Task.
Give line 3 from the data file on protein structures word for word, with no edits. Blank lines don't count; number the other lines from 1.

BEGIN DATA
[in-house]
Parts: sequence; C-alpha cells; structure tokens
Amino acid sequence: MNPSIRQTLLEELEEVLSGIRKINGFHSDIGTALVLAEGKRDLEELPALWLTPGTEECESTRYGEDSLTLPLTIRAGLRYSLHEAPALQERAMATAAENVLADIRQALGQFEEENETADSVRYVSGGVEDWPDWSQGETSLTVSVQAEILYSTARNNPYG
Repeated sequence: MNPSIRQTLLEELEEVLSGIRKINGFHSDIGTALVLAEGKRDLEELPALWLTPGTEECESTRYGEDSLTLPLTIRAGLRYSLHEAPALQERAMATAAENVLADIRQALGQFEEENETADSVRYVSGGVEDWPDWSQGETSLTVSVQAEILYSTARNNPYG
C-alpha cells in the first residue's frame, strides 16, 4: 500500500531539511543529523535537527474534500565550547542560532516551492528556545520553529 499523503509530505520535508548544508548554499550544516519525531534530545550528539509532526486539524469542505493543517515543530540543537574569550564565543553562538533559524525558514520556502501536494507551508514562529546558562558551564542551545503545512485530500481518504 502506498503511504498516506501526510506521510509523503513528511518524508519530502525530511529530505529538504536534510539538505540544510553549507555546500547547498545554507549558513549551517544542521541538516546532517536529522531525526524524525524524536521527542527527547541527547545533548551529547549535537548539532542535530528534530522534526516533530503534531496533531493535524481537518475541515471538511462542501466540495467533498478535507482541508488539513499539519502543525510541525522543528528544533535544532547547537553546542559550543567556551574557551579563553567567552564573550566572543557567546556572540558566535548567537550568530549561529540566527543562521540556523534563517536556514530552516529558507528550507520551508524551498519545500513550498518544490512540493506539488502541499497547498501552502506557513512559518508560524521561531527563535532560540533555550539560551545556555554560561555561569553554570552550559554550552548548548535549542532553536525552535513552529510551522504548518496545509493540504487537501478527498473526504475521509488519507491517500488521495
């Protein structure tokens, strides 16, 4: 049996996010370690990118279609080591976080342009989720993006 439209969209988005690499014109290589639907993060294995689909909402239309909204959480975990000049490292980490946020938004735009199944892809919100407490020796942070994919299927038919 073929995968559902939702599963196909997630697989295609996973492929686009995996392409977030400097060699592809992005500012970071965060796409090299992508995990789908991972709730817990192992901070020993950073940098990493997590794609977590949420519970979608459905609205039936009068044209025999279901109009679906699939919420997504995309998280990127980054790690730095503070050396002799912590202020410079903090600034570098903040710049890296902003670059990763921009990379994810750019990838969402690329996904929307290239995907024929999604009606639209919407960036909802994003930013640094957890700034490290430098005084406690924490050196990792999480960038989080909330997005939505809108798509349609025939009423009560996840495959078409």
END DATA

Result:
Amino acid sequence: MNPSIRQTLLEELEEVLSGIRKINGFHSDIGTALVLAEGKRDLEELPALWLTPGTEECESTRYGEDSLTLPLTIRAGLRYSLHEAPALQERAMATAAENVLADIRQALGQFEEENETADSVRYVSGGVEDWPDWSQGETSLTVSVQAEILYSTARNNPYG